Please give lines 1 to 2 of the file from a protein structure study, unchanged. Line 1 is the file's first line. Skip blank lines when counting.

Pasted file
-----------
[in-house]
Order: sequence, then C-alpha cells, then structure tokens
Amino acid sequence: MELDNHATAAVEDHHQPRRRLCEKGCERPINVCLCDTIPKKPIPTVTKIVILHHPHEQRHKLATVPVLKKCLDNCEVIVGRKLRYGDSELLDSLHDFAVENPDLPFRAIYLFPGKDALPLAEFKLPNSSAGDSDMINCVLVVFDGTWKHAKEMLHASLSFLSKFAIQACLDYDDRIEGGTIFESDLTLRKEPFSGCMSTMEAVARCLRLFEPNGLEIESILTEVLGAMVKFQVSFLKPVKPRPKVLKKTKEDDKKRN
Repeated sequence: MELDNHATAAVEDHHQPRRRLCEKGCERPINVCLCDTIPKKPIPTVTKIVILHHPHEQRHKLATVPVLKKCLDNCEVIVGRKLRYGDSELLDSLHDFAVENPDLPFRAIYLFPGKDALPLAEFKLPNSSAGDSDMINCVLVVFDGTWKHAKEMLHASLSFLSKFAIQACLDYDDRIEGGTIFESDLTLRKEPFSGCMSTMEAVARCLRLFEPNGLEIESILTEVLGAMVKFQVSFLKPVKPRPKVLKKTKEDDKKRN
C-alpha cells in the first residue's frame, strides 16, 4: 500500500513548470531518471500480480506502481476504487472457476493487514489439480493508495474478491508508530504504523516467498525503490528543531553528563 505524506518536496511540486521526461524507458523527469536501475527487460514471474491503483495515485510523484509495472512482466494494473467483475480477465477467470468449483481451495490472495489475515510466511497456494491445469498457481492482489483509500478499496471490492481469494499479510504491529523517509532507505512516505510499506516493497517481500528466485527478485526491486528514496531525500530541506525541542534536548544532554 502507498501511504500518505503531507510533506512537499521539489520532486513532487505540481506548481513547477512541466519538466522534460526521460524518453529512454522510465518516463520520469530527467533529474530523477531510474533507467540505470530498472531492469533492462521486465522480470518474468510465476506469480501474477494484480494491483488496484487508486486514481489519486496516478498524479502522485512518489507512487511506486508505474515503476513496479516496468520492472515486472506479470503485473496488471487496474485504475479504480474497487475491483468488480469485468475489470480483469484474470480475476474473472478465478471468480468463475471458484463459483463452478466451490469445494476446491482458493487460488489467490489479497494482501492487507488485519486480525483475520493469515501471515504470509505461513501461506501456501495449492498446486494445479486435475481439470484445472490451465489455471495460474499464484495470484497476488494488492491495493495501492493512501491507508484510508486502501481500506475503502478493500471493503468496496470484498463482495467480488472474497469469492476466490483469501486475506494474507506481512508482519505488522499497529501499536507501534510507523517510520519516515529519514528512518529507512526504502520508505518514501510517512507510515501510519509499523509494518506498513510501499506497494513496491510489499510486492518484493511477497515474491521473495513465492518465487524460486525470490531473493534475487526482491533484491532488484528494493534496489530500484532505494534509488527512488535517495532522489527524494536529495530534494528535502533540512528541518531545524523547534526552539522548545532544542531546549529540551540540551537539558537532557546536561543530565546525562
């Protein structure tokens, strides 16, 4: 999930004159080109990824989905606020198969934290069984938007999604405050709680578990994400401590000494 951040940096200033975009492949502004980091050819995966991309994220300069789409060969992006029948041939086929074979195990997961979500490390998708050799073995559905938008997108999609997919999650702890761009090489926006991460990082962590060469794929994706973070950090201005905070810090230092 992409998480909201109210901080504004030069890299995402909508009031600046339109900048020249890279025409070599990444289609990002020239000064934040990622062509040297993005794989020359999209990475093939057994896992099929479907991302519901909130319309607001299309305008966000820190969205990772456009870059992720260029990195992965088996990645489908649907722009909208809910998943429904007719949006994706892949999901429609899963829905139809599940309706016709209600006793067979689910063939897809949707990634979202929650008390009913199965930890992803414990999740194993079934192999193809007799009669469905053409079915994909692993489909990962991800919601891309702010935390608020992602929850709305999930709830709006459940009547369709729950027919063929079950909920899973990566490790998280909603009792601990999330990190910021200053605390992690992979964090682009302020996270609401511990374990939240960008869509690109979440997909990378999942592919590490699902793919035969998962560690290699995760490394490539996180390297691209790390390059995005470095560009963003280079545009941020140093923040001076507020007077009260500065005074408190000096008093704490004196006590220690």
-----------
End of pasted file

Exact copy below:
[in-house]
Order: sequence, then C-alpha cells, then structure tokens